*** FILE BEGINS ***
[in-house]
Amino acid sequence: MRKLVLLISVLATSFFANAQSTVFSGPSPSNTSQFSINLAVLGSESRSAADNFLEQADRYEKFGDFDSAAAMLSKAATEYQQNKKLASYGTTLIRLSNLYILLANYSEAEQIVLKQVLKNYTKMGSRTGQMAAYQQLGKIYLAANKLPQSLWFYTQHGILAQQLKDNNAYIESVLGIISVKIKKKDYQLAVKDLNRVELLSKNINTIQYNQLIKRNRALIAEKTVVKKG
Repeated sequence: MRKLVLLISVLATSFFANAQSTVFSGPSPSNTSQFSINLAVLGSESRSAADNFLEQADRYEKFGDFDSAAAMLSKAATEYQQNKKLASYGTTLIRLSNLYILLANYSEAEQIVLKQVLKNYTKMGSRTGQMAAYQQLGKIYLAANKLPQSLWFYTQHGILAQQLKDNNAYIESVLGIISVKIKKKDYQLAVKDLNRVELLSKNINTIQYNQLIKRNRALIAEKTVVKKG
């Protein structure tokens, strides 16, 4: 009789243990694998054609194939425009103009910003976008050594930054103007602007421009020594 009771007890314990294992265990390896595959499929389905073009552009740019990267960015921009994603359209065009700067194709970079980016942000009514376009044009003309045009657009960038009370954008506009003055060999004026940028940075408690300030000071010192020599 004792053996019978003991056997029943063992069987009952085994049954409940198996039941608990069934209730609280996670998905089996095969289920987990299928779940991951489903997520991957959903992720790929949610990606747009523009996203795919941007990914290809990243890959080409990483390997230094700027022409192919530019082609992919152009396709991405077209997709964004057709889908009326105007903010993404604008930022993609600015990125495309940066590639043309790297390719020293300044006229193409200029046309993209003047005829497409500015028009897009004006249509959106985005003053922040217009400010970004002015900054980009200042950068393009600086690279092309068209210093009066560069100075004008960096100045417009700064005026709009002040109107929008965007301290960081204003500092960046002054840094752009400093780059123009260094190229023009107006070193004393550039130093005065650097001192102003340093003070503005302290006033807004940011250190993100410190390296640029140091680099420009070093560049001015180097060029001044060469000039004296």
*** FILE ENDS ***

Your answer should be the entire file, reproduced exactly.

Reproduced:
[in-house]
Amino acid sequence: MRKLVLLISVLATSFFANAQSTVFSGPSPSNTSQFSINLAVLGSESRSAADNFLEQADRYEKFGDFDSAAAMLSKAATEYQQNKKLASYGTTLIRLSNLYILLANYSEAEQIVLKQVLKNYTKMGSRTGQMAAYQQLGKIYLAANKLPQSLWFYTQHGILAQQLKDNNAYIESVLGIISVKIKKKDYQLAVKDLNRVELLSKNINTIQYNQLIKRNRALIAEKTVVKKG
Repeated sequence: MRKLVLLISVLATSFFANAQSTVFSGPSPSNTSQFSINLAVLGSESRSAADNFLEQADRYEKFGDFDSAAAMLSKAATEYQQNKKLASYGTTLIRLSNLYILLANYSEAEQIVLKQVLKNYTKMGSRTGQMAAYQQLGKIYLAANKLPQSLWFYTQHGILAQQLKDNNAYIESVLGIISVKIKKKDYQLAVKDLNRVELLSKNINTIQYNQLIKRNRALIAEKTVVKKG
């Protein structure tokens, strides 16, 4: 009789243990694998054609194939425009103009910003976008050594930054103007602007421009020594 009771007890314990294992265990390896595959499929389905073009552009740019990267960015921009994603359209065009700067194709970079980016942000009514376009044009003309045009657009960038009370954008506009003055060999004026940028940075408690300030000071010192020599 004792053996019978003991056997029943063992069987009952085994049954409940198996039941608990069934209730609280996670998905089996095969289920987990299928779940991951489903997520991957959903992720790929949610990606747009523009996203795919941007990914290809990243890959080409990483390997230094700027022409192919530019082609992919152009396709991405077209997709964004057709889908009326105007903010993404604008930022993609600015990125495309940066590639043309790297390719020293300044006229193409200029046309993209003047005829497409500015028009897009004006249509959106985005003053922040217009400010970004002015900054980009200042950068393009600086690279092309068209210093009066560069100075004008960096100045417009700064005026709009002040109107929008965007301290960081204003500092960046002054840094752009400093780059123009260094190229023009107006070193004393550039130093005065650097001192102003340093003070503005302290006033807004940011250190993100410190390296640029140091680099420009070093560049001015180097060029001044060469000039004296």